Now the rapping at the door was becoming a pounding and he raced to smooth out his clothes and answer. His formal prodean evening gown was quick to comply, specifically designed for such incidents and he peered at a small mirror, deeming himself fit for company after a brief examination.

Very few knew of this apartment and to be called upon at this late of an hour likely constituted a high-level emergency for the family. Racing for the door now and feeling remorseful of his slovenly tardiness, he nearly flung the door open. The figure in the threshold of his apartment was a surprising one, but not unpleasantly so.

Ikashev towered over Jahandar, though his frame was seemingly perilously uncovered by flesh, much like the woman he supposed was his lover in this province. He wrinkled his nose at the thought; a gesture he quickly masked. In the cave, the voice spoke long and often of the sanctity of family. He raged against Constantine for those long weeks; the man had killed him in essence and had tried the deed physically as well as reputationally. Now, he realized the true foe was the one who had brought him that Cornbread all those months ago.

She who had saved him, had only saved him in the way that a farmer provides for the health of his horse. The horse drives the plow that feeds his family, and as that farmer does his work so too did Jahandar keep Ikashev under control. When she beggared him to restrain him against the enemies of the family, he complied.

He had seen her game nigh on a year ago, and recognized it. A common enough story, and one he swiftly dodged. But now at this late hour, as the noose drew around his neck from all angles and the inquisition peered upon every streetcorner and stoop in the fort, he relished in the thought of it. Anything to distract himself from the horrors of his mind and the horrors his eyes witnessed.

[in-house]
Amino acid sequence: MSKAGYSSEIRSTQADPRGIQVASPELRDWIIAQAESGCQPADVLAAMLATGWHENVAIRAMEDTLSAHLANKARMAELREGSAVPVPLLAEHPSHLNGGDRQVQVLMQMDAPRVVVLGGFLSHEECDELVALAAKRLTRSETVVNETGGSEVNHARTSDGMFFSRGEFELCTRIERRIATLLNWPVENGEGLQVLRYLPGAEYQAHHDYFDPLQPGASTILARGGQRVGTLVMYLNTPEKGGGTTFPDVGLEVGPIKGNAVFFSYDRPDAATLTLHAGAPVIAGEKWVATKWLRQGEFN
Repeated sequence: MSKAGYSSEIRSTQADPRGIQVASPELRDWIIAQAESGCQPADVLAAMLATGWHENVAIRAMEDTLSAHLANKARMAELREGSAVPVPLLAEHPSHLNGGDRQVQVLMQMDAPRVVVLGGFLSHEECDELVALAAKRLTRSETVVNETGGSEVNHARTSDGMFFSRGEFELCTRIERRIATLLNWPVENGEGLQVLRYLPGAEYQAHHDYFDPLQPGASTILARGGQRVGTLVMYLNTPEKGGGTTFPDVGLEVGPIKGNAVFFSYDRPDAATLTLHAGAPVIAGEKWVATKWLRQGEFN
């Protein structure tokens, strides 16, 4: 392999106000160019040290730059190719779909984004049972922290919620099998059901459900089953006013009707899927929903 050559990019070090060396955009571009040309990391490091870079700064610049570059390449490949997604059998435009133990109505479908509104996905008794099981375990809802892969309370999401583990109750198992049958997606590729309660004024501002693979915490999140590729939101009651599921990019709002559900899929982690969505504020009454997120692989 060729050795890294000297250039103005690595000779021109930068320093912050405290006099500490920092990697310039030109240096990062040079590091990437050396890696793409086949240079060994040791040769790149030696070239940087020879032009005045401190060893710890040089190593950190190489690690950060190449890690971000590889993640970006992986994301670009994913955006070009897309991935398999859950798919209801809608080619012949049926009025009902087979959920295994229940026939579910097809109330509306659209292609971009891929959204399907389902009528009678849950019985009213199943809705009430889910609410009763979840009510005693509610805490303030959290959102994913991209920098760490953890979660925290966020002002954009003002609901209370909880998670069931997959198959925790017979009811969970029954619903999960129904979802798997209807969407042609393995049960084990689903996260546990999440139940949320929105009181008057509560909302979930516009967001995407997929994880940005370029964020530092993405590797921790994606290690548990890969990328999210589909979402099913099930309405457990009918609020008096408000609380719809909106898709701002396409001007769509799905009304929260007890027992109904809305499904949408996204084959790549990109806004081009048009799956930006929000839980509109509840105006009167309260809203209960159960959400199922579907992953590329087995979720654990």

The false-sounds were now constant without the medications, footsteps from ten years past echoed in his ears even now–coming down the hall with their pikes and halberds to engage… no one and no thing. Turning his mind to the present, he scanned the countenance of Ikashev’s dark visage. He could see the sadness in his brother’s eyes, and something else too–something he hadn’t ever seen before in Ikashev’s eyes.

Stuttering a bit in the adorable way that he often did when he was feeling guilty, he asked to come in. His heart filling with mirth and joy, he ushered him in and locked the door before swiftly pocketing the keyring once again. They both ventured to the kitchen table with the musket and the footsteps soon forgotten.

With little ceremony and no fanfare, Ikashev plopped a bag onto the table. After the plopping, the bag jingled and jangled. The bag was full of rare jewelry and gold coins–a veritable fortune. “The weeeeek’s plus interest” Ikasheev belted in his typical slurred collatian.

Jahandar’s grin was uncontainable. The funds were much needed for the family’s operations to continue around the province, as well as to provide for Jahandar’s personal comfort, of course. He launched into his usual and rather generic line of questioning–how’s business, how is your health etcetera. Ikashev was none too interested.

“I’d liiiiike to speak to yooooouuuuu brother” Ikashev rang out, his words echoing onto the soft wooden surfaces of the well-furnished and cozy apartment. He immediately began ranting and raving about how Jahandar wanted to be his master, that he was not a toy or a slave, and so on and so forth.

Jahandar was stunned by the line of questioning. He recalled how he had recently bathed his destitute and stinky brother after a surgery. But Ikashev did not stop there. He began dictating terms like he was the officer of a victorious army. It was positively infuriating–to have everything thrown in his face like this, at such a late hour and when he was feeling so awful. He shot back, reminding Ikashev of his own rather torrid personal history and of the sacrifices Jahandar had made–even just this year, for Ikashev.

That was when he said something Jahandar never imagined he would–or even could, say. A fire started in Jahandar’s heart at that moment and he ripped into Ikashev, lighting him up with a furious rant. Soon both were yelling, screaming even in the confines of the small basement apartment. Ikashev and Jahandar both now tore one another down in the way that only brothers or sisters can.

With vicious, private snipping remarks that tear at the very fabric of one’s soul the brothers argued. Soon both were on their feet, screaming at one another. Jahandar was so frustrated at everything–his body, his mind, Drusilla, and now his own brother? He could hardly stand it. Mustering the last of his courage, for he was on the verge of tears, he commanded Ikashev to leave. He regretted the words as soon as they were out, but they needed to be said and they needed to be heeded.

“Begone from my home! I don’t want to look at you.”